Carolina Panthers 2012 Mock Draft: Updated 7-Round Predictions

Tyler Horner@BR_TylerHornerCorrespondent IIFebruary 22, 2012

TUSCALOOSA, AL - NOVEMBER 05:  Morris Claiborne #17 of the LSU Tigers against the Alabama Crimson Tide at Bryant-Denny Stadium on November 5, 2011 in Tuscaloosa, Alabama.  (Photo by Kevin C. Cox/Getty Images)
Kevin C. Cox/Getty Images

It's been exactly one month since my last full Panthers mock draft, and with the scouting combine knocking on the doorstep, the time seems appropriate to project the franchise's picks given the current state of affairs. 

Sometime next week, following the NFL combine, I'll analyze who has boosted their stock and which prospects appear to be drawing interest from the Panthers in another full mock draft—likely my last until the majority of pro days have concluded. 

Also yet to be determined is the Panthers' final drafting position, whether it be eighth or ninth pending a determining coin toss with the Miami Dolphins. For the purpose of this mock draft, we'll assume that Carolina will be drafting in the eighth spot—we'll attribute it to alphabetical precedence. 

With the scene being set, let's get going. 


Round 1, Pick 8: Morris Claiborne, CB, LSU

The closer we have drawn nearer to the draft, the more this has become a possibility. It's not to fault Claiborne, but it's a nod to two players who are rising up draft boards: defensive tackle Michael Brockers and running back Trent Richardson. 

I expect Richardson to continue to rise as he shows off his physical prowess at the combine and go to the Buccaneers with the fifth pick. Following the 'Bucs is the Redskins, who are appearing more and more likely to take Michael Brockers here if they cannot trade up for Robert Griffin III. 

AUBURN, AL - SEPTEMBER 18:  Brandon Thompson #98 of the Clemson Tigers against the Auburn Tigers at Jordan-Hare Stadium on September 18, 2010 in Auburn, Alabama.  (Photo by Kevin C. Cox/Getty Images)
Kevin C. Cox/Getty Images

With the lack of need for cornerbacks among the teams picking ahead of Carolina lies a real chance that Claiborne lasts to this pick in an event that would set up perfectly for this franchise, which desperately needs a cornerback possibly more than anything else. 

Round 2, Pick 42: Brandon Thompson, DT, Clemson 

Once the second round begins, defensive tackles will begin to fly off the boards. Luckily for Carolina, there is such an abundance that a great prospect like Thompson will still likely be available here. He's stout against the run and can be disruptive as a pass-rusher when he's matched up on a lineman that he can physically dominate. 

Other possibilities here include fellow defensive tackles Dontari Poe and Jerel Worthy. Neither are as particularly as Thompson is at stopping the run, but both can rush the passer better, and if the Panthers value that more in their pre-draft self evaluation, they could opt for Poe or Worthy if either one remains on the board.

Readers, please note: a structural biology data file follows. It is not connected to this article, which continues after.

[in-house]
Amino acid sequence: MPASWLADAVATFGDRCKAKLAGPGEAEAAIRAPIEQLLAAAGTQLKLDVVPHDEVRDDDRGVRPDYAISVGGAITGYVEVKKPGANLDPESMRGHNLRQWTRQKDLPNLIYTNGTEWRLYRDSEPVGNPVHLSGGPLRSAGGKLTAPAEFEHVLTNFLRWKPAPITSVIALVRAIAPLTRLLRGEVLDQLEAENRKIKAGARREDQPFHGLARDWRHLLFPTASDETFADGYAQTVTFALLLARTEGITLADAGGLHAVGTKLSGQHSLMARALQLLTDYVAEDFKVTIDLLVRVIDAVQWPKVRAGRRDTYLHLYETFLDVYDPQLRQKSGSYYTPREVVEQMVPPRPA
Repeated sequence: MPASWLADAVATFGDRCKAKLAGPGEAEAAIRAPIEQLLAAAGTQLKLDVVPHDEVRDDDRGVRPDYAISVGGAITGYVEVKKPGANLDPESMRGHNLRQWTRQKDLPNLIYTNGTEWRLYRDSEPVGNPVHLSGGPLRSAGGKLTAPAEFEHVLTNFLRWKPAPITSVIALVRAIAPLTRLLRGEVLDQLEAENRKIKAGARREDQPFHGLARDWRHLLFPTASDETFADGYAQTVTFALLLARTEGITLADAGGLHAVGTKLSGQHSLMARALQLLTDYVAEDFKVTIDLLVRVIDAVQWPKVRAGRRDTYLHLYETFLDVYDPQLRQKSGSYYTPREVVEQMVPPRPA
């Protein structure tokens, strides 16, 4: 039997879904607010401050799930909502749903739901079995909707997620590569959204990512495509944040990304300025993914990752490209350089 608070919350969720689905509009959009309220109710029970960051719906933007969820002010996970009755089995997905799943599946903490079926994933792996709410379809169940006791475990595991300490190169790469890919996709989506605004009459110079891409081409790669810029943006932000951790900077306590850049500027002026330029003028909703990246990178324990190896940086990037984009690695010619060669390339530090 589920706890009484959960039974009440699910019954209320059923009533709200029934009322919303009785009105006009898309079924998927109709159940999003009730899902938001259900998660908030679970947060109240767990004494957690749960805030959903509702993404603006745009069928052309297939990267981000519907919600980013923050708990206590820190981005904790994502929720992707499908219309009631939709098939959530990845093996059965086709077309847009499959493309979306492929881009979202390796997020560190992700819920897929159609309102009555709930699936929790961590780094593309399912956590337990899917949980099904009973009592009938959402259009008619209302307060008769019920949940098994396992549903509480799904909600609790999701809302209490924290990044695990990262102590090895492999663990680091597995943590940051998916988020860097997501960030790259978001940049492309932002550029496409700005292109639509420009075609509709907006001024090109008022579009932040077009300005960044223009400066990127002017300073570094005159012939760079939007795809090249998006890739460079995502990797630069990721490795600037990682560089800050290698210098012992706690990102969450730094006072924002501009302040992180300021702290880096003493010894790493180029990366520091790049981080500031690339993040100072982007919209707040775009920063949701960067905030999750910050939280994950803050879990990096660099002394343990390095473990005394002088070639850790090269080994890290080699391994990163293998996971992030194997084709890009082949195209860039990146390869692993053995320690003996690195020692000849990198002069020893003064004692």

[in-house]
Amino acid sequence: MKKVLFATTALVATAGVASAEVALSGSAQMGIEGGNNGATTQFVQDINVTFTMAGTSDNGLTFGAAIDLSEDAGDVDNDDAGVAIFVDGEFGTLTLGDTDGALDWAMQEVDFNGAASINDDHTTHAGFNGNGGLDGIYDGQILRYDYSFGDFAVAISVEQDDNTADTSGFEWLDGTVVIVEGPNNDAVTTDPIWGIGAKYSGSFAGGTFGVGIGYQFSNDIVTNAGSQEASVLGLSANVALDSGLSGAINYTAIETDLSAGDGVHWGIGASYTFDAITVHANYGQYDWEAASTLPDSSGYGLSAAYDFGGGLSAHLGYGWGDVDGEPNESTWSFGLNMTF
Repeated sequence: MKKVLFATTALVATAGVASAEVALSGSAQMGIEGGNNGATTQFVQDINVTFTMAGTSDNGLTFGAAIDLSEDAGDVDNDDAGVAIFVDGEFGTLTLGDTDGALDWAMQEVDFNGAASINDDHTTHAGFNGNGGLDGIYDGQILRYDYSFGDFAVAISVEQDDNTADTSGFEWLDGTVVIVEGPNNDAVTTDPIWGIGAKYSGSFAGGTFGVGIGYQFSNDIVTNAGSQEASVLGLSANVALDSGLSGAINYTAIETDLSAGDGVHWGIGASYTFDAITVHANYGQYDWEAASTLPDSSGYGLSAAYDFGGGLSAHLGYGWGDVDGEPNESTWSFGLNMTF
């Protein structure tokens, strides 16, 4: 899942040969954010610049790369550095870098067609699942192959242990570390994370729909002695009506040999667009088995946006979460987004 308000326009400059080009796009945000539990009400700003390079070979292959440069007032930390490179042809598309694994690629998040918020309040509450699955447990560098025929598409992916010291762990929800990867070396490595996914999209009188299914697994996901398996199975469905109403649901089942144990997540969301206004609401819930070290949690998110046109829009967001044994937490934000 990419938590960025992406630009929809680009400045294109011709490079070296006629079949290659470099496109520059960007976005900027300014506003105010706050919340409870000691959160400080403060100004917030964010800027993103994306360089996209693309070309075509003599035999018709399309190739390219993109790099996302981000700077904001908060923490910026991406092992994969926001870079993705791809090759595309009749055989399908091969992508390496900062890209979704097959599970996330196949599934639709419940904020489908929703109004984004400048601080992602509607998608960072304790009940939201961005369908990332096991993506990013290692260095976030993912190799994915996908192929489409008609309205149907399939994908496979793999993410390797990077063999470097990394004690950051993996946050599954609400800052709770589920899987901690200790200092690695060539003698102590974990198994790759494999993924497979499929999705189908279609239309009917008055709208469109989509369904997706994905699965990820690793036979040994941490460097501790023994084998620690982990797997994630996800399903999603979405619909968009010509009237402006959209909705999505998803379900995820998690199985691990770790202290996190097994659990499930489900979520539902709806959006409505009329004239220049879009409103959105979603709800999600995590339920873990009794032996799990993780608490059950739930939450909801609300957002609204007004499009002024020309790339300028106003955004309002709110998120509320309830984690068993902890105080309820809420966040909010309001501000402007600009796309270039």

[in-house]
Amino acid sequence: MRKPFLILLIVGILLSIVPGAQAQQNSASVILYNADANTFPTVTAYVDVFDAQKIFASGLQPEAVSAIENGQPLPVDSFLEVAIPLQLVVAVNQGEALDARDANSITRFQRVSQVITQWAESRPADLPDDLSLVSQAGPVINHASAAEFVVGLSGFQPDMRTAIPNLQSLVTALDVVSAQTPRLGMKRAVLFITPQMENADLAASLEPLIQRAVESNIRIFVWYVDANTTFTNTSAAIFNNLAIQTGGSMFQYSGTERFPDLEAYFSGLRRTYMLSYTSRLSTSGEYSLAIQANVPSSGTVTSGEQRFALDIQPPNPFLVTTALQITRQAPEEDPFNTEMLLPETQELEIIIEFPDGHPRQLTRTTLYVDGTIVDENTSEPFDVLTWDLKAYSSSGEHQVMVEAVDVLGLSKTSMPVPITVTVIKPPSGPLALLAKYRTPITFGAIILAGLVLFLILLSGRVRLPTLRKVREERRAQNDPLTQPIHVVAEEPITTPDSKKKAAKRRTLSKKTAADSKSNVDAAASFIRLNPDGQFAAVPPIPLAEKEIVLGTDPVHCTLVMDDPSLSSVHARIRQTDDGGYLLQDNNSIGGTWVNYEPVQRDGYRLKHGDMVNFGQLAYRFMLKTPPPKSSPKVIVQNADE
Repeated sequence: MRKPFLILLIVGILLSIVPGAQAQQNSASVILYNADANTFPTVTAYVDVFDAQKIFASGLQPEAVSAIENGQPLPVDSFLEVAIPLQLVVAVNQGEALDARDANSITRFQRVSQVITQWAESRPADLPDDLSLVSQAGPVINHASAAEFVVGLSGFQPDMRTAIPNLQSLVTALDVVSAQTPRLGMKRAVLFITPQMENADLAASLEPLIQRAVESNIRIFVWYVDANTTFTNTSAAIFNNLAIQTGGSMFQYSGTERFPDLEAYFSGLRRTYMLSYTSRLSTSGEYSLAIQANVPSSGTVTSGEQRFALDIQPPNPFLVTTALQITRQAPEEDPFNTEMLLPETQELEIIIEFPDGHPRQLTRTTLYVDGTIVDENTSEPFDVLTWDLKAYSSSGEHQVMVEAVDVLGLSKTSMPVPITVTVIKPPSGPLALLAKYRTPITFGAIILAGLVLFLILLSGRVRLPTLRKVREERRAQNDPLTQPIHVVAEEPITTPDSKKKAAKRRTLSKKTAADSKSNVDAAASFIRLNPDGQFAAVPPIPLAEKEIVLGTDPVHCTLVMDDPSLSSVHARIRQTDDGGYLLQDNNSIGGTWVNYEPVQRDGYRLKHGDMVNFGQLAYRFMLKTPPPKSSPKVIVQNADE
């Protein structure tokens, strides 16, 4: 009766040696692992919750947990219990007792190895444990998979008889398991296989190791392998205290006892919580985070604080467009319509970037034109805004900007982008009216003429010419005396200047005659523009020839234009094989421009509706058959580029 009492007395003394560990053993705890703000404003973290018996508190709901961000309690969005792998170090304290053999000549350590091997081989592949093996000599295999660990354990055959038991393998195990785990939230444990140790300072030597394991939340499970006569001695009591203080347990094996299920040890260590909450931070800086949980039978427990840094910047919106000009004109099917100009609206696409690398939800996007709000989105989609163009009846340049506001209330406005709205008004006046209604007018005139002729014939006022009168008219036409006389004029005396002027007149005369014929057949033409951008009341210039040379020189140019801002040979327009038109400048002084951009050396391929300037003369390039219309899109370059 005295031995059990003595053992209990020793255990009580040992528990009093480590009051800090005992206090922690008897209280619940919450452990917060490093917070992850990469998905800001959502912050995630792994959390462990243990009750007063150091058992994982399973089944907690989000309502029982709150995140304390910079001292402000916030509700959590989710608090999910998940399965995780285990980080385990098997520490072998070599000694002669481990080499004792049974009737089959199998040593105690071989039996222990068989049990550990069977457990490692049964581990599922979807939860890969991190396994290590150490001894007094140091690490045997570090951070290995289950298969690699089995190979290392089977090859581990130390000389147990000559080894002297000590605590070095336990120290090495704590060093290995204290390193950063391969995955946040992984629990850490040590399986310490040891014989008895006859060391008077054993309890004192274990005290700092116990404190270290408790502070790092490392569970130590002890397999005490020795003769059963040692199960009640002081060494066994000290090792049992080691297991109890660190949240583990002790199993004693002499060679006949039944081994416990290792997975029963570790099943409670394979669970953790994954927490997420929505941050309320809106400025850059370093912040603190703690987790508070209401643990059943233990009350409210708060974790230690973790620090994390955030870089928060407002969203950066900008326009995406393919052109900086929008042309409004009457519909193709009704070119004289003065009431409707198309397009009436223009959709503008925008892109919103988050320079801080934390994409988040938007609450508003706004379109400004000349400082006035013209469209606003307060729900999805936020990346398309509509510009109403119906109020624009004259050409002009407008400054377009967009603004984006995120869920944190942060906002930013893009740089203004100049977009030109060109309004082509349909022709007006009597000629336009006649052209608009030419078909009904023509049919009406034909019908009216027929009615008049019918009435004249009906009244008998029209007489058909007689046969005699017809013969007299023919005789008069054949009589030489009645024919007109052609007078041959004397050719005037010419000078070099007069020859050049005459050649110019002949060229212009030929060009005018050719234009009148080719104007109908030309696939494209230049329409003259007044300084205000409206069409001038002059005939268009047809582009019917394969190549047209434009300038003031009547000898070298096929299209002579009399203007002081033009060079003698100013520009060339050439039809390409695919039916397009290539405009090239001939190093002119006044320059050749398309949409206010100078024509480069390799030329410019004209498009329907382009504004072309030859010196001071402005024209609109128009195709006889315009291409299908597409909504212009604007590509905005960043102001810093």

Round 4, Pick 103: Jeff Fuller, WR, Texas A&M 

Once the Panthers have addressed their two biggest defensive needs, they'll turn their focus to the offensive side of the ball, where they are in need of a big-bodied receiver that can eventually replace Steve Smith and be a threat in this offense. 

Fuller of Texas A&M is a perfect candidate because he's being vastly underrated—consensus is that he's a fourth- to fifth-round prospect—and has every skill necessary to be a great NFL receiver. He has the pedigree and a combination of impressive speed, 6'4" height and the hands needed to catch Cam Newton's fastball. Overall, I'd say he's a steal if the Panthers opt to draft him here. 

COLUMBIA, SC - OCTOBER 01:  Brandon Mosley #75 of the Auburn Tigers against the South Carolina Gamecocks during their game at Williams-Brice Stadium on October 1, 2011 in Columbia, South Carolina.  (Photo by Streeter Lecka/Getty Images)
Streeter Lecka/Getty Images


Round 5, Pick 137: Brandon Mosley, OT, Auburn 

Mosley is a bit of a project, but that's exactly what teams should be looking for in their late round picks. What value is there in a fifth-round talent that performs consistently but has limited upside? I'll answer that—little to none. 

Mosley shows good technique and aggressiveness as a run blocker and has the quickness to develop as a pass protector given instruction and time. He has adequate size and something that consistently shows up on film is his balance—a key component that makes me believe he can become a well rounded starting right tackle. 


Round 6, Pick 168: Janzen Jackson, S, McNeese State 

Jackson is a first-round talent—yes, a first-round talent—whose stock is being dragged down by an armed robbery which he was involved in while at Tennessee as well as multiple events afterwards, which left to his ultimate dismissal from the university. 

The Panthers have struggled mightily in recent years to cover tight ends and free safety Sherrod Martin is largely to blame. Jackson could start from day one, while consistently locking down opposing tight ends and being a playmaker in the run and pass game. I can't understate what a steal this would be for the Panthers if he can put his character issues behind him. 


Round 7, Pick 198: Marquis Maze, WR, Alabama 

In the seventh round, it comes down to best player available, and Maze will be one of the top players left overall if he hangs around until here—which is likely considering the depth of this class of receivers. 

Maze is short and won't likely contribute much to the offense early on, but he is quick and can return punts well. He isn't a game-breaker like Arkansas' Joe Adams, but he certainly is more reliable and makes better decisions on a play to play basis. For a seventh-round pick, he'd provide great value as a punt returner and eventual slot receiver down the road.